One of my favourite talks was a late event for Becoming Picasso. We try and encourage audiences that wouldn’t normally come to the gallery, by bringing the exhibition to life using music, talks, workshops, performance, poetry and games.

When it comes to organising events, the planning process is very important:

  • First thing we do is meet the curator’s team three or four months before an exhibition. They tell us about the show, the themes, and the artwork.
  • Then my team make a plan for the different elements of the visitor programme. This includes curator talks, school engagement, academic interaction and the late events.
  • We also produce a teacher’s resource pack, which is a learning pack. The institute’s undergraduate and research students get involved by writing short articles for this.

Ultimately, the process is creative. The planning immediately starts after the first meeting. I am checking things, discussing things and coming up with new ideas.

What is the best part of your job?

The variety is the best part as you get to see behind the scenes. When the Picasso was installed, I got to have a sneaky look when all of the paintings were arriving.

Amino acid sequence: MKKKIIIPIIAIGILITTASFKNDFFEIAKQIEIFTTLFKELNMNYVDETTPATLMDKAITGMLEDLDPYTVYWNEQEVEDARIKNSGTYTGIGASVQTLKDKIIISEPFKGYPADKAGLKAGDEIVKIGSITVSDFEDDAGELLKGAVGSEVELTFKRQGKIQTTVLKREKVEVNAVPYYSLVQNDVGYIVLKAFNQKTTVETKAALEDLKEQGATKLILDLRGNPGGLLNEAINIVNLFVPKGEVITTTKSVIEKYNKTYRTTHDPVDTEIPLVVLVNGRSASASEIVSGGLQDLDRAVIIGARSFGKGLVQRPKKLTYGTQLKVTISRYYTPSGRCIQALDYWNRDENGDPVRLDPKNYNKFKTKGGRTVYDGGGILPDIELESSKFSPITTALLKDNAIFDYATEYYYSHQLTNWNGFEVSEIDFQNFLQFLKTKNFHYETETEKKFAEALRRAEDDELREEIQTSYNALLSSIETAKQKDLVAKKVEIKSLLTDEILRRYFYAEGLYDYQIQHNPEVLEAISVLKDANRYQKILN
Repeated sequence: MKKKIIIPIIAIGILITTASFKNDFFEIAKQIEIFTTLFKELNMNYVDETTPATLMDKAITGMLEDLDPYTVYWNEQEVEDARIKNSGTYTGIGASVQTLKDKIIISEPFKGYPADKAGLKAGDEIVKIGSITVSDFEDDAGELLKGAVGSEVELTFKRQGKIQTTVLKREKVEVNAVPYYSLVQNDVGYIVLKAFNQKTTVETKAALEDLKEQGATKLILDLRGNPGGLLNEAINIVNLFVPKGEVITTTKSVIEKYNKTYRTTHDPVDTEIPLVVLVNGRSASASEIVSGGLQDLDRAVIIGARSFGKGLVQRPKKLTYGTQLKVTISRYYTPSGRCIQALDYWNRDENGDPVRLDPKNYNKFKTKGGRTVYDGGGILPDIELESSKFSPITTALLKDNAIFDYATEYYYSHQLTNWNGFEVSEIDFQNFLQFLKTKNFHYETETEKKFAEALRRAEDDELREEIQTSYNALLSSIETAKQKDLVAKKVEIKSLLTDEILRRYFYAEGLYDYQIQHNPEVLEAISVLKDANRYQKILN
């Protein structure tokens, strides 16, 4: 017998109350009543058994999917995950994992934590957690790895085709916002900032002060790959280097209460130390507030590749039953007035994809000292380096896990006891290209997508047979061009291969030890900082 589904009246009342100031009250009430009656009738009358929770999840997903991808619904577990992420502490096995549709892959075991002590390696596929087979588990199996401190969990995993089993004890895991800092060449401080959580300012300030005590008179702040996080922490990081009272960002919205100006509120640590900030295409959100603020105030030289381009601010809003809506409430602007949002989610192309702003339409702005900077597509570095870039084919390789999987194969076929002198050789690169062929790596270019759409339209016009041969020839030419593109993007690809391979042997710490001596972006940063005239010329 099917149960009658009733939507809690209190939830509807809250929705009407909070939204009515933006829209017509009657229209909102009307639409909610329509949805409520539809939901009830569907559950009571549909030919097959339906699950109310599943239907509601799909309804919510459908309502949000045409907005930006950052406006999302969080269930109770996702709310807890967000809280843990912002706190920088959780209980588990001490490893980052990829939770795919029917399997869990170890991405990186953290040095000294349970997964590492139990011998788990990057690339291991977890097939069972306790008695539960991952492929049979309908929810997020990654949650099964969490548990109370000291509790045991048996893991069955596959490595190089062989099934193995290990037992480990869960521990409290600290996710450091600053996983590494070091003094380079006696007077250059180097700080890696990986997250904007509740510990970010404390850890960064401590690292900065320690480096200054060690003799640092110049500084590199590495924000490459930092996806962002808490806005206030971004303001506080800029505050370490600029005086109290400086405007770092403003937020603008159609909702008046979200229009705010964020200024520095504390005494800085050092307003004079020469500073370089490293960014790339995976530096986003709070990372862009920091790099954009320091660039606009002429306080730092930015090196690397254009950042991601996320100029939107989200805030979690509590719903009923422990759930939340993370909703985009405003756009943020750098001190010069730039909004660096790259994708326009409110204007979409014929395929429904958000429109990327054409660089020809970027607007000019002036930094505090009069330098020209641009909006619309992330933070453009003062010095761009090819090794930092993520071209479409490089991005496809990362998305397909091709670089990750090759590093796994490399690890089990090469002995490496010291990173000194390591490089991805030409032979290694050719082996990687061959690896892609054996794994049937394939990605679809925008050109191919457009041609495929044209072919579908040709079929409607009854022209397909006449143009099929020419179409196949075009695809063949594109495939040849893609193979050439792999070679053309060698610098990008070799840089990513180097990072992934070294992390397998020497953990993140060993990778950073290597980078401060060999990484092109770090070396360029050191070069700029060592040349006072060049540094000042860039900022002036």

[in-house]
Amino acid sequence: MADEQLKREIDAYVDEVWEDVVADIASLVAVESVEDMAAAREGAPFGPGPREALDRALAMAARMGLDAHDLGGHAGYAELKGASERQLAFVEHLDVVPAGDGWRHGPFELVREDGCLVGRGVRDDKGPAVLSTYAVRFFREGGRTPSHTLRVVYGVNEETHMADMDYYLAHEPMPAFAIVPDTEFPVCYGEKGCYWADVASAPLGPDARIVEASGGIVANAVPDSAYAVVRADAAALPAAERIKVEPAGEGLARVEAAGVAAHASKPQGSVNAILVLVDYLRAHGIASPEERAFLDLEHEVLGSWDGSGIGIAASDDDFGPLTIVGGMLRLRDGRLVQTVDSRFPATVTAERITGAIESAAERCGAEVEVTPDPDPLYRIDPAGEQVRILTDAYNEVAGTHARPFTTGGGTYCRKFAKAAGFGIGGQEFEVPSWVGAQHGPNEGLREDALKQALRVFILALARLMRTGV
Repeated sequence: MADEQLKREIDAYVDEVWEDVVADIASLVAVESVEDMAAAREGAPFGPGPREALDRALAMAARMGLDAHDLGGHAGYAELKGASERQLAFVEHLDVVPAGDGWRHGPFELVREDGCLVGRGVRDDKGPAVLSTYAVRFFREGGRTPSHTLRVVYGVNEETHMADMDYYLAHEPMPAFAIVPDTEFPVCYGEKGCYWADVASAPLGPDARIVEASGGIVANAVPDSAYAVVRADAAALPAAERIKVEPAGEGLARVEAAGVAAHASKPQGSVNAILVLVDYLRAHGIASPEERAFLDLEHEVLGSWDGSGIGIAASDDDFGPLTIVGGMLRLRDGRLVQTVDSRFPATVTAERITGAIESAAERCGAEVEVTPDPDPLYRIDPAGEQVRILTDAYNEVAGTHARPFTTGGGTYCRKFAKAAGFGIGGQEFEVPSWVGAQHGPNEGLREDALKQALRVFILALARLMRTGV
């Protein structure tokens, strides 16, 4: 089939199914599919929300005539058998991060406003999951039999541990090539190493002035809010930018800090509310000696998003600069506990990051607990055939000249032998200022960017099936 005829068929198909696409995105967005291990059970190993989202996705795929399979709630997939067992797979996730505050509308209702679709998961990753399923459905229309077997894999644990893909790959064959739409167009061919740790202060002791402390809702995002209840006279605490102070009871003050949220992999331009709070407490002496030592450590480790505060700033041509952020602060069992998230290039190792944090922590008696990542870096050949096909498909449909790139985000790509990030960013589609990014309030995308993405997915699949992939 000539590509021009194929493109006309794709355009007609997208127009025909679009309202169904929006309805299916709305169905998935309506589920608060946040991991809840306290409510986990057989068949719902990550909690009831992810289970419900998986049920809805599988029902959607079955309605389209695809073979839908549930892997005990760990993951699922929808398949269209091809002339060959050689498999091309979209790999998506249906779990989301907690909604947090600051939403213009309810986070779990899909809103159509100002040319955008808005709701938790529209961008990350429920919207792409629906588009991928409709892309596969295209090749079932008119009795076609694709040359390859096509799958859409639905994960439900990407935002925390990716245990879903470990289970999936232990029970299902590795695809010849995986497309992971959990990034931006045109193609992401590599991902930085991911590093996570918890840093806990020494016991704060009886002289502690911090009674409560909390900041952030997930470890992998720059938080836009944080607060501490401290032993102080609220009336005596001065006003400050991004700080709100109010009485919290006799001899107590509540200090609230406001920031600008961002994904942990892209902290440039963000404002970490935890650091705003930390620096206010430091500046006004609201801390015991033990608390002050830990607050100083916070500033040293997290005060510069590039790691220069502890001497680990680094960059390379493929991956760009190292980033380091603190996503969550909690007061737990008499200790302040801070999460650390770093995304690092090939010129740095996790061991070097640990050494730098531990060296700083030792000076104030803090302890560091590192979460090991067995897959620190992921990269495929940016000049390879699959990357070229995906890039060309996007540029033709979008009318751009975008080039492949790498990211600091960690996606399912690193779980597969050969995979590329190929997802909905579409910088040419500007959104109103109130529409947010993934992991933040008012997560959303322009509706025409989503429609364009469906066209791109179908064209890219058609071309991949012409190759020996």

I also get to help educate different people from all walks of life. This can be small children, who are drawing and learning about Impressionism. It can also mean teenagers, who are taking their Art A level, or adults looking for next step in their career.

What is the worst part of your job?

The administration side is time-consuming. Tasks like planning, documenting and carrying out health and safety, take time, but it a necessary part of what we do.

How can I get started in Heritage?

There are three areas that I would recommend focussing on:

1. Research different roles and jobs available in museums

A lot goes on behind the scenes so you need to know what you want to do. This can mean exploring the different departments (such as marketing, PR, curatorial, visitor services, etc) It’s important to look through the different available careers in the heritage sector.

2. Get work experience

There are opportunities for work experience available. If possible, try to get work experience while you’re still studying, when you may have more spare time. If you’re interested in education, go and get some experience working with young people and education institutions.

3. Great communications skills are vital

You tend to work in small teams so being able to work closely with your team is important.

You also need to be able to plan for different deadlines and work on different projects, at the same time.

What is the importance of heritage?

I’m lucky to live in a country with amazing heritage collections that are free for the general public. The interesting thing about my job is I get to ‘open the doors’ for people. They can access interesting institutions, to learn and gain enjoyment from their experiences.